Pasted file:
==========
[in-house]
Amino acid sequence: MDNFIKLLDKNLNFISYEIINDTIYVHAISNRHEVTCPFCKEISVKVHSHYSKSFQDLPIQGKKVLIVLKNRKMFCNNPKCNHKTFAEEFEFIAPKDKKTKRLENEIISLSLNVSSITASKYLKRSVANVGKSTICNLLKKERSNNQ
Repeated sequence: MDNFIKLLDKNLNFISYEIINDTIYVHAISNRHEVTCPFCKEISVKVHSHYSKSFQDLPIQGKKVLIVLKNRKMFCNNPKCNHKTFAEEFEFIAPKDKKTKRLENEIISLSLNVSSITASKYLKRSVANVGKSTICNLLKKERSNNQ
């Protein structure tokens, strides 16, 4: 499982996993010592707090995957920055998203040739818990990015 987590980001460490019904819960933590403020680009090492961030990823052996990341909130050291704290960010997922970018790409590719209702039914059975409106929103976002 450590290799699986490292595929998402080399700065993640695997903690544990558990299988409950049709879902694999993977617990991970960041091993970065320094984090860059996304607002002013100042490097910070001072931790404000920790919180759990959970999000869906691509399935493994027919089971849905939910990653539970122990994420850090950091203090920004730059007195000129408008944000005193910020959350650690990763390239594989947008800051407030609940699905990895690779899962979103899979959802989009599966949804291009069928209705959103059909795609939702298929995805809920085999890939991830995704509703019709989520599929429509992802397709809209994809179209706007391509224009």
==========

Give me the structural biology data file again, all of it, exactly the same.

[in-house]
Amino acid sequence: MDNFIKLLDKNLNFISYEIINDTIYVHAISNRHEVTCPFCKEISVKVHSHYSKSFQDLPIQGKKVLIVLKNRKMFCNNPKCNHKTFAEEFEFIAPKDKKTKRLENEIISLSLNVSSITASKYLKRSVANVGKSTICNLLKKERSNNQ
Repeated sequence: MDNFIKLLDKNLNFISYEIINDTIYVHAISNRHEVTCPFCKEISVKVHSHYSKSFQDLPIQGKKVLIVLKNRKMFCNNPKCNHKTFAEEFEFIAPKDKKTKRLENEIISLSLNVSSITASKYLKRSVANVGKSTICNLLKKERSNNQ
């Protein structure tokens, strides 16, 4: 499982996993010592707090995957920055998203040739818990990015 987590980001460490019904819960933590403020680009090492961030990823052996990341909130050291704290960010997922970018790409590719209702039914059975409106929103976002 450590290799699986490292595929998402080399700065993640695997903690544990558990299988409950049709879902694999993977617990991970960041091993970065320094984090860059996304607002002013100042490097910070001072931790404000920790919180759990959970999000869906691509399935493994027919089971849905939910990653539970122990994420850090950091203090920004730059007195000129408008944000005193910020959350650690990763390239594989947008800051407030609940699905990895690779899962979103899979959802989009599966949804291009069928209705959103059909795609939702298929995805809920085999890939991830995704509703019709989520599929429509992802397709809209994809179209706007391509224009």